Cunard, Queen Anne

Cunard: A new era of entertainment awaits


Come next May, Cunard will welcome its newest ship, Queen Anne, to the fleet, complete with a range of new guest concepts, including in its entertainment offering.

The line’s director of entertainment Dave Webster, musical director Dave Desmond, and Olivier Award nominated singer Amy Lennox – who performed at the CLIA Conference 2023 and held workshops on board Queen Elizabeth earlier this year – speak exclusively to Cruise Trade News about how the world of cruise entertainment is changing.

Dave Webster and Dave Desmond

How important is on-board entertainment to the overall cruise experience for guests? 

Dave Webster: Cunard has a reputation for delivering world-class entertainment. This includes collaborations with Royal Shakespeare Company, Anthony Inglis and the National Symphony Orchestra.

We also work with internationally renowned personalities as part of our Insights Speaker Programme such as Bear Grylls, who is on board Queen Elizabeth next month.

The opportunity to be exposed to such variety of entertainment and enrichment under one roof is unique and a definite attraction for our guests.

By night, we offer the opportunity to see a great stage performance or guest entertainer, enjoy a live band or dance into the early hours.

How important is entertainment to the decision-making process for guests looking for their next cruise?

DW: Entertainment is a key driver of our guest satisfaction scores, in conjunction with destination and dining.

When guests are looking for that something special, this is where Cunard’s entertainment offering steps up. Our Event Voyages, for example, offer the opportunity to be immersed in a range of topics, from the arts and literature to food and wine.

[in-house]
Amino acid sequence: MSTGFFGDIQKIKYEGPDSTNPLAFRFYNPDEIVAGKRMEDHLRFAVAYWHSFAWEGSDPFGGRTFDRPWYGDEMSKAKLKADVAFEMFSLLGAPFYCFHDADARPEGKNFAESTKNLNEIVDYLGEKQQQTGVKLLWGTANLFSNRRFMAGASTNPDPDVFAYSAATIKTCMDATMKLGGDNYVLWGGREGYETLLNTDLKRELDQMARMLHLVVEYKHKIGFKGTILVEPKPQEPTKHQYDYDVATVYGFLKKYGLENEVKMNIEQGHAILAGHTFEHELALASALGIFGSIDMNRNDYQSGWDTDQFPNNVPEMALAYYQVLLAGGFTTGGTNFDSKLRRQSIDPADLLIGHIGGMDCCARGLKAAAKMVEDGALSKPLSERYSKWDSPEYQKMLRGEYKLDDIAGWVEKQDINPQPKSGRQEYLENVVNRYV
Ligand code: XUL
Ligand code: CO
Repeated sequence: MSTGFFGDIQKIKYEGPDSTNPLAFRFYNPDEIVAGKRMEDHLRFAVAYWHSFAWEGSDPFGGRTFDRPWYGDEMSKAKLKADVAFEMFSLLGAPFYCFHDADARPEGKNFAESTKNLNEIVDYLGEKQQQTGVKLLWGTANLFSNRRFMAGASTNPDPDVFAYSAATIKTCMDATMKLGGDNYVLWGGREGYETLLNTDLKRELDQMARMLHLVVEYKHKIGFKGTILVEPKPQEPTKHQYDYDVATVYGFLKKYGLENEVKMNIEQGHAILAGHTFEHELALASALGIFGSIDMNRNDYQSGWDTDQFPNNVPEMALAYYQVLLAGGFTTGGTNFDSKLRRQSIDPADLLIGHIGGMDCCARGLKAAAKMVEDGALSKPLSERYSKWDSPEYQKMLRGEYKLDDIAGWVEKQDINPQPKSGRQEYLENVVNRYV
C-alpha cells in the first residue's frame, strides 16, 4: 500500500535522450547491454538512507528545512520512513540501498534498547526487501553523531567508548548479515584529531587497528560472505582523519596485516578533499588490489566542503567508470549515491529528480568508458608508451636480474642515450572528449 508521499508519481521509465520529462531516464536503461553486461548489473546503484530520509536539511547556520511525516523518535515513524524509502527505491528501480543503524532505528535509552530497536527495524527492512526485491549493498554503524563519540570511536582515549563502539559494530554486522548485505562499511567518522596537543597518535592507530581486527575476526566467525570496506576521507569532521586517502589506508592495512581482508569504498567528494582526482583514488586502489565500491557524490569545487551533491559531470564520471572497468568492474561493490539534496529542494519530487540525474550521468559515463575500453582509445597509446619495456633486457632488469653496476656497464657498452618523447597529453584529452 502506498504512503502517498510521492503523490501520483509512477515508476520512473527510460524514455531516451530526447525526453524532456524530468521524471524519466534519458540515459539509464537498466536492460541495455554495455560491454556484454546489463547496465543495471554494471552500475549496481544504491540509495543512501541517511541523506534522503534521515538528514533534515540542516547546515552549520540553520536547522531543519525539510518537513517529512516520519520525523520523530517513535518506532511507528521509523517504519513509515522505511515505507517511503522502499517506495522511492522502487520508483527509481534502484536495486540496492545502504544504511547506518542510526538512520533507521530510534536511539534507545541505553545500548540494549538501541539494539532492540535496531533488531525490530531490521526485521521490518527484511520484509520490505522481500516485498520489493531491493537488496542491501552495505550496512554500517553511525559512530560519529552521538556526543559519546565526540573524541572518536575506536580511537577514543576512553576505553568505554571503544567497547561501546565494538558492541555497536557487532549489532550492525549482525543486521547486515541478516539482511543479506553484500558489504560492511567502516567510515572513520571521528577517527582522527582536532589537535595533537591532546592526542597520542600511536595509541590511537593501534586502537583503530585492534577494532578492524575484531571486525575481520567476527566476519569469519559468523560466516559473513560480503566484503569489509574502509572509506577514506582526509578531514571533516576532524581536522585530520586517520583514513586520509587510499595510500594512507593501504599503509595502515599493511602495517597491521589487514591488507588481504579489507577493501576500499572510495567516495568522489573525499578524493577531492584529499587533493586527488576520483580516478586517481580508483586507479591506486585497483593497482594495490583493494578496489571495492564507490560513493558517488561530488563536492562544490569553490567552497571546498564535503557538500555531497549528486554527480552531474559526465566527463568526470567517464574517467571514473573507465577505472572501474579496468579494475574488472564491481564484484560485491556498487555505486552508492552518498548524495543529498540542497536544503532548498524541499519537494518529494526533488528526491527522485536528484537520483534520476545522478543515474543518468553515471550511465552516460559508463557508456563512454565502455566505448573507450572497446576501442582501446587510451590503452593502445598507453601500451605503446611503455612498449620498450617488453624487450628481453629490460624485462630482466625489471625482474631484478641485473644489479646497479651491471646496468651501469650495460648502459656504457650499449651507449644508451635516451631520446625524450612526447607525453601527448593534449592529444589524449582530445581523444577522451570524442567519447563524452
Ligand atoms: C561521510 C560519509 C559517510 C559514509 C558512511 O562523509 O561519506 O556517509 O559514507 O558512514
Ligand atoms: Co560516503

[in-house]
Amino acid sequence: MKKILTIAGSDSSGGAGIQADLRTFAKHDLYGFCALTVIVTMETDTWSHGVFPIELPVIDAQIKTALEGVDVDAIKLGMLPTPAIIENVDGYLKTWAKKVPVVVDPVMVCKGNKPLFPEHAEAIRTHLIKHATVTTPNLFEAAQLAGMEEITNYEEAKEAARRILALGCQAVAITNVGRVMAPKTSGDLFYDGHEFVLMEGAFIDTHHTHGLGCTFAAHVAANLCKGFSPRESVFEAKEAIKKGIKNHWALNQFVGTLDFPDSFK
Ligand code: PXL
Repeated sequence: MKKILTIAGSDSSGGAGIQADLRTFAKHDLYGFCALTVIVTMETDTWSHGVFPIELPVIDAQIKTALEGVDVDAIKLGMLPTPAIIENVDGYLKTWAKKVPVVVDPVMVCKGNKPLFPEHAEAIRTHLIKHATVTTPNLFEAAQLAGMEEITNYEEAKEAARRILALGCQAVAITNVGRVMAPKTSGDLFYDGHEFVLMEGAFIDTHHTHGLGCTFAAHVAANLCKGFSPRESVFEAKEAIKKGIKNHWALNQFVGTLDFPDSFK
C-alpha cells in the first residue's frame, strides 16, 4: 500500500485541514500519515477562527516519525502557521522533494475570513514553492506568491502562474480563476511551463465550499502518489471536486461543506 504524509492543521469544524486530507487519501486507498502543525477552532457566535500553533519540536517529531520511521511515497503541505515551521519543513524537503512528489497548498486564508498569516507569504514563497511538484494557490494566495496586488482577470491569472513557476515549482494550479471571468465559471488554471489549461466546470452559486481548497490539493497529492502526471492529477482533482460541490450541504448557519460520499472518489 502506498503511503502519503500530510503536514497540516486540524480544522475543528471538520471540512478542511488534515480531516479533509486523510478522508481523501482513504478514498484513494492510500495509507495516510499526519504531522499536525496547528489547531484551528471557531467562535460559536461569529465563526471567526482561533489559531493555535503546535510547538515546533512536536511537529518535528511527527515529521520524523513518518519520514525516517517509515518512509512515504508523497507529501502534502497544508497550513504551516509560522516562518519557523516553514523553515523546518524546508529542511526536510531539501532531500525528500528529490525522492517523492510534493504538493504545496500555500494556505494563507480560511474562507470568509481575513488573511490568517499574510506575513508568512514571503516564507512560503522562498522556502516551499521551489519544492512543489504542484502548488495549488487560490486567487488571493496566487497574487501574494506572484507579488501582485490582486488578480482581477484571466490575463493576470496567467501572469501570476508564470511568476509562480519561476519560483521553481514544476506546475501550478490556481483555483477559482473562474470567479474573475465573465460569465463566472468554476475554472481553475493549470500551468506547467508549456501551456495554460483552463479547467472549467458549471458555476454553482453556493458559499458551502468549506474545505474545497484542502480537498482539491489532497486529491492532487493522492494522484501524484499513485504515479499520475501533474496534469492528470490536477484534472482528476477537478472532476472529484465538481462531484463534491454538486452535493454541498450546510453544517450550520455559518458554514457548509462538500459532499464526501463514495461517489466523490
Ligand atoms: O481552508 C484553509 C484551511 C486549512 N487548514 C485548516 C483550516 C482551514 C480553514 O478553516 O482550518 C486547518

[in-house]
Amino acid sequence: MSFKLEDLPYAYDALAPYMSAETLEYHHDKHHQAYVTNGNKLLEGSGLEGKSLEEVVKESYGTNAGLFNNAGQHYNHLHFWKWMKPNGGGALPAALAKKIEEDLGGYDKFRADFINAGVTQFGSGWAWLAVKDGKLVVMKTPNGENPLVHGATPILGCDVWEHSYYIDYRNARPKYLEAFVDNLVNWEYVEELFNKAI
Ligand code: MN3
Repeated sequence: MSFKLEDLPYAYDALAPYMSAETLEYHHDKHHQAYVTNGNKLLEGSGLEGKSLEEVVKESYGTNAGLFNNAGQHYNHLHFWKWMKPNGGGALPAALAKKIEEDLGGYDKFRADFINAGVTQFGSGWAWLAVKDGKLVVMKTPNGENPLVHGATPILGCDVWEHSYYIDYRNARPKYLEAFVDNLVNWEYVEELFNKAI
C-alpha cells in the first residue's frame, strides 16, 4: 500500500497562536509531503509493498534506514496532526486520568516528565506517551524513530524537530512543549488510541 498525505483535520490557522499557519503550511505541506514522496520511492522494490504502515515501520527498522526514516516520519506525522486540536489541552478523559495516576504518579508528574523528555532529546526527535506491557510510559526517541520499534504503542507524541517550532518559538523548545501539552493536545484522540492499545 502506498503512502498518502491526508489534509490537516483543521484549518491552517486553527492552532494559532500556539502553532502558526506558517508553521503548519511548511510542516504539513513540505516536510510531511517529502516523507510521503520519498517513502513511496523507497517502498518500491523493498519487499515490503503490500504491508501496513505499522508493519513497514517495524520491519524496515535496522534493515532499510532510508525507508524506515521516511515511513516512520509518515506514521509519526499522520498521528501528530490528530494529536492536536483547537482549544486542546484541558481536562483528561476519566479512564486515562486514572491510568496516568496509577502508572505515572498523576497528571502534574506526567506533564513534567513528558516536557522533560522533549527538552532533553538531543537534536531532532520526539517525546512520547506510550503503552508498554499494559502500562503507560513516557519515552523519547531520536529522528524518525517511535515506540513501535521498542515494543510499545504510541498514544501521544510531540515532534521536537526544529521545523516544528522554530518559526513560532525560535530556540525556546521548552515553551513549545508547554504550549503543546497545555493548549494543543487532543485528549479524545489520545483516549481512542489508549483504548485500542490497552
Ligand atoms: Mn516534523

Opportunities to witness enriching partnerships with English National Ballet or Cheltenham Literature Festival at Sea are going to be reasons for many of our guests to book.

Featured performers and celebrity speakers also add to the appeal of guests coming back time and time again.

Cunard, entertainment Dave Desmond
Cunard’s Dave Desmond

How is Cunard innovating when it comes to its musical offering? 

Dave Desmond: Our ethos is to provide a varied and world-class live music offering to our guests.

As such, we are introducing a host of new themed party nights for our Queen’s Room Bands to perform, which are geared towards a more general dance offering, as well as the more traditional ballroom offering that Cunard is renowned for.

Even our ballroom dance music has now evolved to a more contemporary/pop repertoire (arranged in ballroom styles), to align it more with current popular TV dance shows.

We also offer a DJ & Sax experience on certain ships and new on each ship is a Ceilidh/Folk Duo to bring an essence of traditional Gaelic music to our guests.

What are the challenges of changing and updating the musical experience? 

DD: We always strive to find the right balance between the traditional and the modern.

However, what I can say is that we are continuing to source a wide variety of high-quality entertainment for each of our voyages, as we’re constantly adapting our programmes with a range of new entertainment options.

Amy Lennox

How did it feel to perform at the CLIA Conference?

It was an absolute privilege to have had the opportunity to perform at the CLIA Conference and to share my passion for music with such a wonderful audience.

I was thrilled to be part of such an important event for the cruise industry and I look forward to delivering more memorable performances at sea in the future.

Amy Lennox
Amy Lennox performed at the CLIA Conference

Why does entertainment play into people’s decision-making process?

Music is storytelling and that is something inherent in human nature. We’ve been doing this since we were all huddled around in caves – it’s part of life.

I think for people on a cruise, they want top notch creativity and that helps attract people.

How do you think cruise ship entertainment will change?

If you look at theatre now and compare it to the 1980s, there is a different energy.

Musical theatre is a huge spectrum, with different demographics and tastes. So, I think it’s important that cruise lines keep their fingers on the pulse of what’s happening in the industry as a whole.

In the past, it’s been easy to set up a show for 20 years and think ‘yeah, it works and that’s fine’.

However, people want to attract a younger demographic so it is changing. You’ve got all these different cruise lines targeting younger people, therefore it’s important for them to speak to people who are in the theatre world.

If you don’t, you lose momentum and energy. What gives people the edge is injecting a new perspective.

Sign In

Lost your password?